I hope you are all having a great week! NYC got slammed with snow last weekend—perfect application reading weather!! Last year I told you about the admissions counselors’ favorite music to listen to while reading applications. Admittedly, I’ve been listening to a LOT of One Direction lately. Maybe it’s because I’m reading files from the UK, or because their new album is my favorite (this is a judgement free zone, friends) but they’ve been at the top of my playlist this reading season. Harry, Niall, Liam, Louis—now that 1D is on hiatus, do you want to apply to NYU? Zayn, I guess you can apply too.
Now that you know what I’ve been listening to while I read applications, I want to walk you through how I read a file. NYU reviews applications holistically, meaning we consider all aspects of your application—from transcripts, to test scores, to letters of recommendation, all components of your application are super important to us! Below you’ll find the order in which I review components of your application, and what we’re looking for with each piece of your application. The boys from 1D are going to help me too…
When I open up a file, the first thing I look at is your transcript. Academics are going to play a big part of what makes you competitive for admission to NYU. We want to know that you’ve challenged yourself within the context of your high school, and we want to know that you’ve prepared yourself for the rigorous academic environment at NYU. We learn about your curriculum through your school report,and your school profile, which your counselor fills out . The profile and school report tell us the type of courses you can take (AP/IB/Honors/Dual Enrollment courses), and provide the admissions committee with lots of information about your school, including rank and graduation rates. We want to see that you’re challenging yourself within the context of your school, and that you’re excelling within those challenges. We look at things like trends: maybe you had a rocky freshman year but now you’re improving academically. While GPA is important, you’re much more than that number–it’s what’s inside the transcript that counts!
After reviewing a transcript, I continue my academic review by taking your standardized test scores. Did you know that NYU has a flexible testing policy? We want you to put your best foot forward and send us what you think is your strongest test score. SAT, ACT, Predicted A Levels, 3 SAT subject tests–the list goes on and on! While test scores aren’t the driving factor in our admissions process, they are still an important component of your application, and hep us determine how you would perform in the classroom if admitted to NYU.
Next up, extra-curricular activities: How do you contribute to your school or community outside of the classroom? The admissions committee wants to feel confident that you’re going to take advantage of the 400+ clubs we have at NYU! Do you take photographs for your school newspaper, work a part time job after school, help tutor younger members of your community, or play a sport? Let us know!
After learning what you’re involved in outside of the classroom, I like to learn a bit more about you through your personal statement. Since we are unable to offer interviews to students applying for NYU’s New York campus, the personal statement allows the admissions committee to get to know something about you that we’re not going to learn from any other part of your application. I like to think of a student’s essay as my interview—it’s where I get to hear your voice and learn about your personality. This is my favorite part of a student’s application –whether you’re writing about a time you didn’t perform well on a big test, or your favorite pair of socks! Things we like to see: a well polished essay that is free of typos and grammatical errors that tells us something about YOU!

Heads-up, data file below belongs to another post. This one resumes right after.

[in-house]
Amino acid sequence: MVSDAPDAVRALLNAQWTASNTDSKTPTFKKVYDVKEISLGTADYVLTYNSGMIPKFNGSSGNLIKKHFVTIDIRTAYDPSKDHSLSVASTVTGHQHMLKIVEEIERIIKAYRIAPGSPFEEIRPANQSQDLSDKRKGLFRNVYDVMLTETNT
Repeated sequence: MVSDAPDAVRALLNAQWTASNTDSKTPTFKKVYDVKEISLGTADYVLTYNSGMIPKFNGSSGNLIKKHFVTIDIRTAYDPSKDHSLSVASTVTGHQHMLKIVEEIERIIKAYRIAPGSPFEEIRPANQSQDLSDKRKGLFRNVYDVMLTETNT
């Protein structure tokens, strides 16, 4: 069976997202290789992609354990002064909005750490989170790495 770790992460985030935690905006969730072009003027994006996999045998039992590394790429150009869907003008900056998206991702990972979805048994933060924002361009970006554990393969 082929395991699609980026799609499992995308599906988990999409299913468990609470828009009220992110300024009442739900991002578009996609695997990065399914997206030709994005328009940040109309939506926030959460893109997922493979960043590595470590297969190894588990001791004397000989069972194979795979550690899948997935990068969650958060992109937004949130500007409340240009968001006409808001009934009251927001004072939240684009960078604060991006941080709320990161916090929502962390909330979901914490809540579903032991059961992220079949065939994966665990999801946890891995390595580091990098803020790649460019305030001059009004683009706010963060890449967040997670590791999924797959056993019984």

Once I get a taste of your writing from the personal statement, I move on to the NYU specific questions. Why NYU? It feels like such an easy question to answer but because NYU has so much to offer, it’s hard to cram in everything you love about NYU into a few paragraphs. This section is important to the admissions committee because it helps us see how you would be a good fit for NYU and the school or college to which you are applying. Why do you want to study Sports Management at the School of Professional Studies? How will you take advantage of the global network as an International Relations major at CAS? Have you done your NYU homework? While I think our campus locations in Abu Dhabi, Shanghai, and NYC are incredible, we want to see that you’re interested in NYU beyond our locations in the great cities of the world!
I like to save the letters of recommendation for last because they help me round out my review of an application. Letters are a great way for the admissions committee to learn a bit more about your classroom performance, strengths, and weaknesses. Your recommenders help us understand more about you as a student and an individual, and can speak to your academics, personal qualities, and college readiness. We require two letters of recommendation: one from a teacher in an academic core subject and one from your guidance or college counselor. We certainly welcome a third letter of recommendation but ask that students are respectful of our policy and submit no more than three. One year I saw 16 letters of recommendation in one application!
After a first read, your application may head to committee, where additional members of the admissions staff will weigh in on your application and make a final admissions decision. Disclaimer: not every counselor reads an application in this order–some may start with the essay or the extra curricular activities–this is just one counselor’s perspective! Have any questions about how we review applications? Feel free to comment below or email us at email@example.com.
Thanks for your help, 1D!